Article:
Wednesday, August 22, 2007

Peace Comedian Comes to Kalamazoo Friday, Sept 7

Humor and peace, comedy and wisdom on September 7 at 8 p.m. in the Dalton Theatre at Kalamazoo College.

Come together in a night of entertainment presented by Swami Beyondananda, the Cosmic Comic and peace comedian.

Tickets $15 for adults and $5 for students. Buy them at the door or order in advance by calling 269-731-4289.

This program is presented by the U.S. Department of Peace campaign in SW Michigan. and

Thursday, August 16, 2007

Revisionist Just War Theory

Army captain and Iraq War veteran Robert P. McGovern’s new book All American: Why I Believe in Football, God, and the War in Iraq makes the case that “as a lawyer, a soldier, and a graduate of four Catholic schools, I believe that nations are legally and morally obliged to prevent injustices like genocide, military aggression and threats to civilians.” In other words, he believes that the Church’s Just War Theory fits the Iraq situation and provides adequate justification for the war.

I gasped when I saw this. First of all, Captain McGovern’s contention that the Just War Theory justifies this war in Iraq is such revisionist hooey. The fact is that before the war ensued, Pope John Paul II pleaded with Bush NOT to go into Iraq—and to get out—several times. ALL of the U.S. mainline churches openly opposed the prospect of war. Moreover, onlookers claim that Bush never consulted a minister, including one from his own Methodist faith about his decision to invade Iraq.

Secondly, four and a half years of war have gotten us 3,699 dead Americans and between 69,284 and 655,000 dead Iraqis; mass migration and unrest in the region; $451.8 billion of taxpayers money wasted; torture against our enemies and domestic spying; soldiers doing three, four, five tours in Iraq; and the cultivation of more terrorism because of our occupation. Things are so bad that 70 percent of the American people are against this war, almost a complete reversal of support when we started it. Perhaps a look at Just War Theory can help us see through this fog of war that seems to be getting thicker and thicker.

In 387 A.D. Constantine made Christianity the state religion of the Roman Empire. The Christians, who had been enemies of Rome, suddenly became allies of the state. Although they no longer had to dodge being eaten by lions, they had a new problem: how to deal with questions of war like: “When is it permissible to wage war” (jus in bello) and “What are the limitations in the ways we wage war?” (jus ad bellum). St. Augustine (354-430 A.D.) tackled this problem by formulating his famous “Just War Theory” which claimed that leaders could commit their people to war if it were morally justifiable. Any leader contemplating war had to meet three conditions. First, the nation must have legitimate authority to declare war. Secondly, it must take care not to hurt non-combatants or civilians. Third, the nation must consider a proportional means to achieve its goal.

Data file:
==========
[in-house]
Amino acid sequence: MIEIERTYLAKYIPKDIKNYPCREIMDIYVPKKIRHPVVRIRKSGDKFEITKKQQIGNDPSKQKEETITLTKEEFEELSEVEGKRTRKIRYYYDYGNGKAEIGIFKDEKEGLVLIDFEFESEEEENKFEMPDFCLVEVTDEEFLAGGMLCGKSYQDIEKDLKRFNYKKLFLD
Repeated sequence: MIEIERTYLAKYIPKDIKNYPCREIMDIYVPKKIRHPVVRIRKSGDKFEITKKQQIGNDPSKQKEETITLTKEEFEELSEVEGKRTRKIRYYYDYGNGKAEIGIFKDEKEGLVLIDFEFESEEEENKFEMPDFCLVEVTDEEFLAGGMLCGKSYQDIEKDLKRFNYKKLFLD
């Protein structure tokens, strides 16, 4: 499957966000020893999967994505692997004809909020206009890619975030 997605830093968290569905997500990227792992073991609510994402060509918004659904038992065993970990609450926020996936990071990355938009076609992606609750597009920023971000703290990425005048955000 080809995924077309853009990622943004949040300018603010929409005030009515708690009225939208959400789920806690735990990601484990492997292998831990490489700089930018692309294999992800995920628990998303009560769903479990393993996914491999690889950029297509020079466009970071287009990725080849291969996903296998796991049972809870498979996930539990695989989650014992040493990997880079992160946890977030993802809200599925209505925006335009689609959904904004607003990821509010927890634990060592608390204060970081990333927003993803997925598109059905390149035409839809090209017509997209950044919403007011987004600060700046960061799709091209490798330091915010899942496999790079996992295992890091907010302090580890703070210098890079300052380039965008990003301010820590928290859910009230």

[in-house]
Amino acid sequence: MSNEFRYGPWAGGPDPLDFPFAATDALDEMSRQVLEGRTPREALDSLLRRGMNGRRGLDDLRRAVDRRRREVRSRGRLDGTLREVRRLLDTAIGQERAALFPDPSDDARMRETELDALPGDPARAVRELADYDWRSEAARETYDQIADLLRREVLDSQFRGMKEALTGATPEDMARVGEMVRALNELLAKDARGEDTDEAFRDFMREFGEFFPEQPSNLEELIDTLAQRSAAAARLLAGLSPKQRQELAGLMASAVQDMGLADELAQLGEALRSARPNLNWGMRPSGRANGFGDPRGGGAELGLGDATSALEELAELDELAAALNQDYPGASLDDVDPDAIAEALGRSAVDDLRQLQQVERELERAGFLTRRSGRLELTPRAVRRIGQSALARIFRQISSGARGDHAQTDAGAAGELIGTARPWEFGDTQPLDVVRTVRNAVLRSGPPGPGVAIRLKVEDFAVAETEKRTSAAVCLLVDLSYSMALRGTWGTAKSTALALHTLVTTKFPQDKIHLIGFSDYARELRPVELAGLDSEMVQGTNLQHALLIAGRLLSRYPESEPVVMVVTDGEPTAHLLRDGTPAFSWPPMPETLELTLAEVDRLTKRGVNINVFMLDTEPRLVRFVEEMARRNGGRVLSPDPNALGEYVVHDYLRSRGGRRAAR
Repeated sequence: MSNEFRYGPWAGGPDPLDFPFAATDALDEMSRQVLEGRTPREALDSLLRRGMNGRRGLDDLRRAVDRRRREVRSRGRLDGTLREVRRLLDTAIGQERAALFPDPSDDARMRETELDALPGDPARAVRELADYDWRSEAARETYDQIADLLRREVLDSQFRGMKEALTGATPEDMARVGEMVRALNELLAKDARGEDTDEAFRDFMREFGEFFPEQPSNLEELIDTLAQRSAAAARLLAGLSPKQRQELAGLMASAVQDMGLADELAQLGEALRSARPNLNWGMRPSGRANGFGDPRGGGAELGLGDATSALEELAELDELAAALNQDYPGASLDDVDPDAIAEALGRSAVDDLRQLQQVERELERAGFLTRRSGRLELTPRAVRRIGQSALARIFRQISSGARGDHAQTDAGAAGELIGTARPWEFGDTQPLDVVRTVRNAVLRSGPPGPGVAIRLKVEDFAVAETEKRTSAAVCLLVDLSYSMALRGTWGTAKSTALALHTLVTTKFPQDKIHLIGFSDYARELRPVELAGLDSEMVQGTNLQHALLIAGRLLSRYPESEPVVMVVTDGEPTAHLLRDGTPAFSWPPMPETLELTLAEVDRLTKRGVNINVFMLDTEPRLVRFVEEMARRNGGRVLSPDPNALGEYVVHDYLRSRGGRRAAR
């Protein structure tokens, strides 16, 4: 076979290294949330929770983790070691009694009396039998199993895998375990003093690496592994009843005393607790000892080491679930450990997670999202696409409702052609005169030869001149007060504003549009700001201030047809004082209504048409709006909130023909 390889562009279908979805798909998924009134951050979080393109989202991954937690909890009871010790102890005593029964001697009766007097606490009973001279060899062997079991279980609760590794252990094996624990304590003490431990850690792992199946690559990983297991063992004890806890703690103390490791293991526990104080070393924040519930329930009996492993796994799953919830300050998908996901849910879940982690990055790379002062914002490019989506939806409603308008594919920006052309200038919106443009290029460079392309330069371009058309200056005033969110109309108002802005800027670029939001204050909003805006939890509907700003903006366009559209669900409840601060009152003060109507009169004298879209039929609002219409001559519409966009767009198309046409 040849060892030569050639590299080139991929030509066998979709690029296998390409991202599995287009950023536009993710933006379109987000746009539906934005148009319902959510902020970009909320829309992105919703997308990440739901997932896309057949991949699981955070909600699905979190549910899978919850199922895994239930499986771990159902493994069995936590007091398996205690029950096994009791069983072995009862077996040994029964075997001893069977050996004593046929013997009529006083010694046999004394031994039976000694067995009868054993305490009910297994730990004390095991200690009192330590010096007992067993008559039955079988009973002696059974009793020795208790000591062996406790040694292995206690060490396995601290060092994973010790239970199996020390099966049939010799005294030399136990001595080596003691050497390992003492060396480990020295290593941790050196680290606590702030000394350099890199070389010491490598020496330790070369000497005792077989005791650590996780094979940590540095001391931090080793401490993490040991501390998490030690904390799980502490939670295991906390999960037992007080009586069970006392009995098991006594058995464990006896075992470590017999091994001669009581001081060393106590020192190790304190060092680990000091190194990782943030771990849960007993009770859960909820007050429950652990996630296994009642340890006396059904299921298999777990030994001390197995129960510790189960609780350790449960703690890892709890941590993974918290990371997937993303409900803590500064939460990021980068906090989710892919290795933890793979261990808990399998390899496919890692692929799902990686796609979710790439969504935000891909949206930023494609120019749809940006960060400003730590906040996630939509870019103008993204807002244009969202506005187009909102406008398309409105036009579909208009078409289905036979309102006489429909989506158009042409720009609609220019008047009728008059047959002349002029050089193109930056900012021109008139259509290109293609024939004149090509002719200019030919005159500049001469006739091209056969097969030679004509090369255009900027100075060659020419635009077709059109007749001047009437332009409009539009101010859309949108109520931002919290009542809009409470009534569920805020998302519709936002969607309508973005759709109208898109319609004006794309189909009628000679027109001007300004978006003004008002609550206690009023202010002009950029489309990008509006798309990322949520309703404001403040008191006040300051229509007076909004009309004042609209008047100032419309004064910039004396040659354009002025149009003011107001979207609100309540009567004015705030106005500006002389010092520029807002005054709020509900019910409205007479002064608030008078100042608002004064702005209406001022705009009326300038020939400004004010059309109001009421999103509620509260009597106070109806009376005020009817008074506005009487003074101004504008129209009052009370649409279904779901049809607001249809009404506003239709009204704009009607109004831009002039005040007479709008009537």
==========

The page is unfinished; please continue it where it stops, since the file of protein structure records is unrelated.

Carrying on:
Even though these rules of war had been layed out, Christians have been waging war through the centuries and making as many excuses for war as there have been wars. In truth, Augustine’s Just War Theory runs counter to Jesus’ Sermon on the Mount (Matthew 5), which preaches that we love our enemies and take care of the poor.

Another unintended consequence of the Just War Theory is the alliance between church and state, which has resulted in the Church’s “horrible history of war that we try to forget by re-interpreting the text,” says Professor Rudi Siebert, religion and society scholar at Western Michigan University. Hitler, for example, reinterpreted the text with the 1933 Concordat, a treaty he made with the Vatican which guaranteed the Church’s right to regulate its own affairs in Germany while the dictator proclaimed that Christianity was “the basis of our collective morals,” the family, and “the kernel of our people.”

Applying Just War principles to the twentieth century has become “very murky” said Professor Siebert because today’s wars may involve weapons of mass destruction and they often include genocidal violence against civilians. For example, during World War I, 10 percent of those killed were civilians. In World War II the number rose to 40 percent. Today, estimates are at 90 percent.

It distresses Professor Siebert that religion has been the source of so much violence and war. However, he is concerned that “when religion fails, what does that leave us?” The state with its laws and secular morality can avert violence and war and international controls like the Geneva Convention, the United Nations, and NATO foster restraint and discourse. However, says Professor Siebert, today even these institutions are losing their effectiveness, especially when President Bush effectively blew them off in his urgency to get the war in Iraq started.

For all his study and experience of war (he was a teenage fighter pilot in the German air force and an infantryman during World War II), Professor Siebert admits that the ultimate paradox about war is that “All wars are bad even if sometimes some wars may be necessary.” So, why so many wars? His answer is threefold. Economically, we fight over scarce resources. Culturally, we have movies that glorify war and killing. Psychologically, we have a death instinct “as if there were something biologically wrong with us.”

“Even wolves have an instinct to stop fighting when it is clear that one wolf is vulnerable and defeated,” says Professor Siebert. “He opens his neck to the other wolf and the aggressor doesn’t bite. We human beings don’t have a mechanism within us to be against war—except the Sermon on the Mount.” Unfortunately, some Christians will quote Matthew 10:34 to justify war: “Do not suppose that I have come to bring peace to the earth. I did not come to bring peace, but a sword.”